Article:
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What are mutual funds? Types, fees, and FAQs

Making informed decisions about your financial future takes research and attention. The next step? Learning about mutual funds and what they can bring to your investment portfolio.

5 min read

Future investors might already be aware that mutual funds can potentially boost your financial game. Whether you're a seasoned investor or just starting your investment journey, understanding mutual funds is key to building a robust investment portfolio. 

Not sure what mutual funds are, much less whether they make sense for you and your finances? By the end of this article, you'll have the basics you need to navigate your investment options and make more informed decisions about your financial future. Let's get started! 

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The basics: What is a mutual fund?

At its most basic, a mutual fund is group investment. Multiple investors pool their money and invest in a diversified portfolio of stocks, bonds, or other securities. These funds are managed by professional fund managers who make decisions about buying, selling, and holding securities within the fund's portfolio. 

Mutual funds are important because they provide individual investors access to a diversified investment portfolio, even with small amounts of money. This diversification helps spread risk and can reduce the impact that market volatility might have on an investor's overall portfolio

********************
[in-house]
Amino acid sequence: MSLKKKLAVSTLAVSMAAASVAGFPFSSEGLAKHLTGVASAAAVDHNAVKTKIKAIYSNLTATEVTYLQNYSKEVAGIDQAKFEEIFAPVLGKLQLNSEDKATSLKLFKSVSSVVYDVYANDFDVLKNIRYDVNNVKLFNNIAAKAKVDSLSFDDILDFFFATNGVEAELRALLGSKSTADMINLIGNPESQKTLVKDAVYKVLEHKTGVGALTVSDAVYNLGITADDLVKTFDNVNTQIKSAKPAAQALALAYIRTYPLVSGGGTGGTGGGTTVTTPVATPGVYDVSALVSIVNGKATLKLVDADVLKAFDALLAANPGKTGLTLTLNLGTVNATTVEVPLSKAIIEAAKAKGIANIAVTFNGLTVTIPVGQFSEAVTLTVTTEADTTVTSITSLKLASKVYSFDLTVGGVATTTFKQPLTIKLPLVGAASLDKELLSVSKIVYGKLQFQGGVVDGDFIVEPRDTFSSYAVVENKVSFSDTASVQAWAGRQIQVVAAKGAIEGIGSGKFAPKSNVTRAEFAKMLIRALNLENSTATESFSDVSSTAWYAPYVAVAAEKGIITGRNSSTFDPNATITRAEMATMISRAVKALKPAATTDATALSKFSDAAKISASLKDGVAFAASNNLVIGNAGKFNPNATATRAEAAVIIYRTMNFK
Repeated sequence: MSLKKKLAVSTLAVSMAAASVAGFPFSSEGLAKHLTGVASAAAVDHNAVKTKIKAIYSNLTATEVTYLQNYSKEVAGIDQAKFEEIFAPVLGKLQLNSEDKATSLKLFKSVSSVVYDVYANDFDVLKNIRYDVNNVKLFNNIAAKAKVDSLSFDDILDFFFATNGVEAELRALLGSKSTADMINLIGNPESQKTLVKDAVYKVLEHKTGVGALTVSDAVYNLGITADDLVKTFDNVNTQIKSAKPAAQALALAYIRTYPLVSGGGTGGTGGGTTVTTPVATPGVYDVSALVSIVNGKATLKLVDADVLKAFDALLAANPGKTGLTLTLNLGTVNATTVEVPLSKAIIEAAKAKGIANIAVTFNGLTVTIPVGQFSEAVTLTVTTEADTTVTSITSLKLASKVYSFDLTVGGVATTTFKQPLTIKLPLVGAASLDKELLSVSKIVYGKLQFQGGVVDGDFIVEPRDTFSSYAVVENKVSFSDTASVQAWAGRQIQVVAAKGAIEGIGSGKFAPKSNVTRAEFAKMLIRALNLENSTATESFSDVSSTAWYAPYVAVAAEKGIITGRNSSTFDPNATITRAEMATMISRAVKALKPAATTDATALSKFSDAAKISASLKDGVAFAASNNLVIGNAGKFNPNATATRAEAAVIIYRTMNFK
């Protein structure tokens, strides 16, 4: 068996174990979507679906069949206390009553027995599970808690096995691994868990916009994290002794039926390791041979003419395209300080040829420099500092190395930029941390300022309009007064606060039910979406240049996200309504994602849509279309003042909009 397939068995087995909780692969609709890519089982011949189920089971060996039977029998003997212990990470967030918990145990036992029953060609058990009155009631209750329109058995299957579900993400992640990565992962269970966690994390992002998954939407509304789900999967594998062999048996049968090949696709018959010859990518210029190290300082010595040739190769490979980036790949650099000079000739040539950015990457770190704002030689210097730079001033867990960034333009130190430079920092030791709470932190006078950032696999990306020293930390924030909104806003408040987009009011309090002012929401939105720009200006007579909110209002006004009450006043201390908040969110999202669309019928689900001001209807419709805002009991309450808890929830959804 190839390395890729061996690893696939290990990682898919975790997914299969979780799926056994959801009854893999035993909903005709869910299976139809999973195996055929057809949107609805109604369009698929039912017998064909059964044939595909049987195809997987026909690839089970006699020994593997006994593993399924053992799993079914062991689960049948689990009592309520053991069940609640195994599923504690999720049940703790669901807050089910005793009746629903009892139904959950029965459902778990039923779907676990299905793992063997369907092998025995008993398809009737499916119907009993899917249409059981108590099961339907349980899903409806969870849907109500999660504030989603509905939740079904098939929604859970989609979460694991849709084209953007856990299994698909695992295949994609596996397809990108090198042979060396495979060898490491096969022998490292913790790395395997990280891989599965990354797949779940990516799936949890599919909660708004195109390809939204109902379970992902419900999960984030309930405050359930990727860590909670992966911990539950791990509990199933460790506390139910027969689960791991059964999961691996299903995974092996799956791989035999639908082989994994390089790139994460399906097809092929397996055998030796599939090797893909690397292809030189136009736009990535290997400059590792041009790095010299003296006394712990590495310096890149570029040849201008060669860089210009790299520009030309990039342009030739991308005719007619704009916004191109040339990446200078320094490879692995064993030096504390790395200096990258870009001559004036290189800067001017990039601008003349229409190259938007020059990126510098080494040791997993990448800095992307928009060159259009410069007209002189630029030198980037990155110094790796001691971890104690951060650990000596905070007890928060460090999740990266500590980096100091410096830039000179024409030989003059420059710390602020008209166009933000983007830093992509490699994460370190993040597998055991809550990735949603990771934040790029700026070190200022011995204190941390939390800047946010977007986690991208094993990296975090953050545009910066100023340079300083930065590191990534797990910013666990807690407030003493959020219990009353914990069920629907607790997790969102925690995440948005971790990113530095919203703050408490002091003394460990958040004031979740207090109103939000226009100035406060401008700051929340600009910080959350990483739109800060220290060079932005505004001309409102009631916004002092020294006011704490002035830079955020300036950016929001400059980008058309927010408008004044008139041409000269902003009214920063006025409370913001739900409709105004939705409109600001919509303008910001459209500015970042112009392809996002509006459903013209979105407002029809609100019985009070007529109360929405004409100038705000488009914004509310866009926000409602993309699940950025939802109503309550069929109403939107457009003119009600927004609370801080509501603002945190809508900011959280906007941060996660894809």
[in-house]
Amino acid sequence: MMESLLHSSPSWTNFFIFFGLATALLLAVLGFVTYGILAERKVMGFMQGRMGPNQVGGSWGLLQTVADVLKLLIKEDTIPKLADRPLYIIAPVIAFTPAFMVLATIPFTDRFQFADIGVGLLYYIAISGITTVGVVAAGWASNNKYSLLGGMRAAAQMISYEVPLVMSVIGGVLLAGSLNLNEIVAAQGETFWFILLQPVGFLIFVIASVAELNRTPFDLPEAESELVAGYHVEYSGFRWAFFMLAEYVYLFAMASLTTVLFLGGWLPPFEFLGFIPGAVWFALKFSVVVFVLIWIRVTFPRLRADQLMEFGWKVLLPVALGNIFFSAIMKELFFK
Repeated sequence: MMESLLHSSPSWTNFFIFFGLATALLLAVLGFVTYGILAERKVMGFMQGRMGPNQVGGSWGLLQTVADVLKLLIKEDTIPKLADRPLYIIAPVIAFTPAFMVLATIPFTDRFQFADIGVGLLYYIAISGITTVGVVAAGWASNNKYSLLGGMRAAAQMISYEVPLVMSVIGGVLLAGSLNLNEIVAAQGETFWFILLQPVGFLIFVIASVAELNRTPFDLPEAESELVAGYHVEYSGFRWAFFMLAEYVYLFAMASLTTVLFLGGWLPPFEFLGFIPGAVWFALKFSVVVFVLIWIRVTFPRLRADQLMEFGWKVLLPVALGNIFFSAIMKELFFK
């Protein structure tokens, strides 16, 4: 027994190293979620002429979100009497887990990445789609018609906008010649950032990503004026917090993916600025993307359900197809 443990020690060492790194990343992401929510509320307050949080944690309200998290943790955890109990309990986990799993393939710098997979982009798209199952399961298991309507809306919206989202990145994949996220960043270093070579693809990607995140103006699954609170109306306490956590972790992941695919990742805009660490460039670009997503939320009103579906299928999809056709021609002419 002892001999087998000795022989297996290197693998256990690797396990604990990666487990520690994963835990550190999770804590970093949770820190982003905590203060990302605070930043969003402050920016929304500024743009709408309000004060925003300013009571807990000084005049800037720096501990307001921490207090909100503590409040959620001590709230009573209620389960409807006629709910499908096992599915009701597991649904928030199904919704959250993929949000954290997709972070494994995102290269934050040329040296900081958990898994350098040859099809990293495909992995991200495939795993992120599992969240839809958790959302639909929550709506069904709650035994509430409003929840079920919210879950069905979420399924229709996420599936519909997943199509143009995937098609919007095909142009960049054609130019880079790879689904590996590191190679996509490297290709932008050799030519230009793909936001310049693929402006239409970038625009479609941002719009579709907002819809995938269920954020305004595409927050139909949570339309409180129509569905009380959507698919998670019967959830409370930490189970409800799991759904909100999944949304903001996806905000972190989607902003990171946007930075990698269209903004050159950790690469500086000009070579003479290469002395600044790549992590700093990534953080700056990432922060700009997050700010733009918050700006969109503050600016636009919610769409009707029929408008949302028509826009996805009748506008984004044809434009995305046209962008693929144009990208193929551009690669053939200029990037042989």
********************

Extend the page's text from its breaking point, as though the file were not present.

Additionally, mutual funds offer professional management — investors benefit from the financial expertise of experienced fund managers. 

What are the returns from mutual funds?

Like any investment, the returns from mutual funds vary. It depends on the fund's investment strategy, the performance of the underlying securities within the fund's portfolio, and market conditions. Mutual fund returns are typically measured as either total returns or annualized returns: 

  • Total returns include capital gains (or losses) from changes in the value of the fund's investments. Total returns also include any income that was generated, such as dividends or interest payments. 
  • Annualized returns are the average rate of return each year with a specific period, such as one year, three years, or five years.

It's important to note that mutual fund returns are never guaranteed and can fluctuate over time. Past performance is also not indicative of future results. You should carefully consider your investment goals, risk tolerance, and investment time horizon to ensure you choose funds that align with your financial goals. Don't forget to consider fees and expenses associated with mutual funds, too — they will influence your expected return.

Types of mutual funds

Mutual funds are categorized into various types based on investment objectives, asset classes, and management styles. Some common types of mutual funds include: